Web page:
Nguyen is considered by many to be the pioneer of Vietnamese and Cajun fusion cuisine, perfecting the Viet-Cajun crawfish boil that has become ubiquitous at almost every Houston establishment selling the freshwater crustaceans.

House of Pies, 25686 Northwest Freeway, is shooting to open in the fall of 2021. The Cypress store will make the fifth location for the diner and bakery which has been a go-to standard for Houston pie fanatics for decades. It was founded in 1967 as a chain out of California but it was the Kirby and Westheimer stores in Houston that survived through changes in ownership. The remaining restaurants have been a workers' lunch stop and a late-night hangout in the Houston area for years. In the 1980s, HOP was the place to go after clubbing and enjoy watching the customers, many who brought to mind characters from Lou Reed's " Walk on the Wild Side".

Now, with a new direction, the House of Pies has expanded to the suburbs with the Lake Woodlands location and the upcoming Cypress restaurant. While this writer is happy to have House of Pies closer, the temptation of its Monte Cristo sandwich is dangerous.

Pacific Coast Tacos, 6329 Washington, softly opened February 26. This is the second location for the Baja-inspired fast-casual restaurant which opened its first store in Sugar Land in late 2017. Guests can start off with botanas like Baja Queso, Ceviche Tostadas, Pacific Pig Skins and Tahitian-Style Sticky Wings. Pacific Coast also offers fare that you wouldn't expect to find at a Baja joint including Tom Kha Soup and a Pork Bahn Mi taco. There are also bowls including its Poke and build-your-own Baja Bowls or Burritos. Loaded fries like Tsunami, Wasted Rage and Cheesy Hot are made with twice-fried fries as is the PCT Original version.

However, it's the wide variety of tacos that make its name. Customers can choose from fish and shrimp, both grilled and fried, beef, chicken, pulled pork, jerk chicken, Korean beef, fried octopus, veggie and Hawaiian carnitas. The restaurant also has breakfast tacos and online ordering for pick-up.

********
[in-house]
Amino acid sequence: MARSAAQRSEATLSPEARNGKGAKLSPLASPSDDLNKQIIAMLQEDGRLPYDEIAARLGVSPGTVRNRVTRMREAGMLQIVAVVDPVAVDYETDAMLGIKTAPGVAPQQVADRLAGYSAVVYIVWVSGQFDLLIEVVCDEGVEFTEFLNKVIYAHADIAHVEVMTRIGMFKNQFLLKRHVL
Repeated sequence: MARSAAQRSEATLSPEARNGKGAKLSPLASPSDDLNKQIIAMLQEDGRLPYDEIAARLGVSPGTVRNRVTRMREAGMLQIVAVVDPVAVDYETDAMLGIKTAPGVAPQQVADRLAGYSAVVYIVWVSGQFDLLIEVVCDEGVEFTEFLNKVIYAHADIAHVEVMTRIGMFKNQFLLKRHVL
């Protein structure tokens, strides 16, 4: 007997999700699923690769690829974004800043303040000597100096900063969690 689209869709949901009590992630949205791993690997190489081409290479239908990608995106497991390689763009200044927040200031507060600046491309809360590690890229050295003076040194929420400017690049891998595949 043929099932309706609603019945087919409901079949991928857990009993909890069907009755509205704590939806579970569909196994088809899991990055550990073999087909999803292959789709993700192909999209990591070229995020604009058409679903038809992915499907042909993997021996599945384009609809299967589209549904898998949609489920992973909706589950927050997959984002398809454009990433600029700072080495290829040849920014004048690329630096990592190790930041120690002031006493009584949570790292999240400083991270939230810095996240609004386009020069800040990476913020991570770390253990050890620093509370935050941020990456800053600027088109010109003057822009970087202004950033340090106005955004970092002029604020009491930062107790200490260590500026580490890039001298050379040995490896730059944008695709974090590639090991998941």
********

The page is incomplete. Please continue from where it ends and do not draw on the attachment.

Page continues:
There's a full bar with frozen cocktails, a variety of margaritas, sangria and plenty of beer options.

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W Kitchen Chinese Restaurant, 10928 Westheimer, opened February 15 but like many restaurants in Houston, it suffered some power outages over the next few days which affected its service. However, it got back in the running February 18 with its very reasonable weekday lunch and dinner specials for dine-in with counter service. Guests pay in advance and the food is brought to the table. However, it also offers pick-up and delivery through online ordering, by phone, or through UberEats, GrubHub and DoorDash. Unlike many Chinese restaurants in Houston, it is open late night Sunday through Thursday till 1 a.m. and Friday and Saturday till 2 a.m., for pick-up only after 10 p.m.

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The lunch specials ($6.25, from 11 a.m. to 4 p.m.) and dinner deals ($8.25, from 4 p.m. to 10 p.m.) run Monday through Friday and offer diners a choice of eggroll or cheese puff appetizer, rice and entrees options like Orange Chicken, Pepper Steak and Eggplant with Garlic Sauce. The restaurant's menu offers lo mein, udon and rice noodle dishes plus seafood boils and fried seafood baskets. Kids meals are $5.